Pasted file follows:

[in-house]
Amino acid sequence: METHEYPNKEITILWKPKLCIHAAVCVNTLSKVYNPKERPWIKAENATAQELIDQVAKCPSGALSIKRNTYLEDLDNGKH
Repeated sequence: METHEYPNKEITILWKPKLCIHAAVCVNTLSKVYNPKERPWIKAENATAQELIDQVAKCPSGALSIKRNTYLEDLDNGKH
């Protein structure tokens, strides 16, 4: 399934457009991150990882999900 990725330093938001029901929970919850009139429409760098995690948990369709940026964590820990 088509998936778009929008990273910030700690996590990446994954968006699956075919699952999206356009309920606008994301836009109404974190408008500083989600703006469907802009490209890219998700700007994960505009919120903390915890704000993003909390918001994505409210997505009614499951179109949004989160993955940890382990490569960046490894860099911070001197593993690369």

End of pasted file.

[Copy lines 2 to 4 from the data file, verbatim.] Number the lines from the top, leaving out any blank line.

Amino acid sequence: METHEYPNKEITILWKPKLCIHAAVCVNTLSKVYNPKERPWIKAENATAQELIDQVAKCPSGALSIKRNTYLEDLDNGKH
Repeated sequence: METHEYPNKEITILWKPKLCIHAAVCVNTLSKVYNPKERPWIKAENATAQELIDQVAKCPSGALSIKRNTYLEDLDNGKH
């Protein structure tokens, strides 16, 4: 399934457009991150990882999900 990725330093938001029901929970919850009139429409760098995690948990369709940026964590820990 088509998936778009929008990273910030700690996590990446994954968006699956075919699952999206356009309920606008994301836009109404974190408008500083989600703006469907802009490209890219998700700007994960505009919120903390915890704000993003909390918001994505409210997505009614499951179109949004989160993955940890382990490569960046490894860099911070001197593993690369």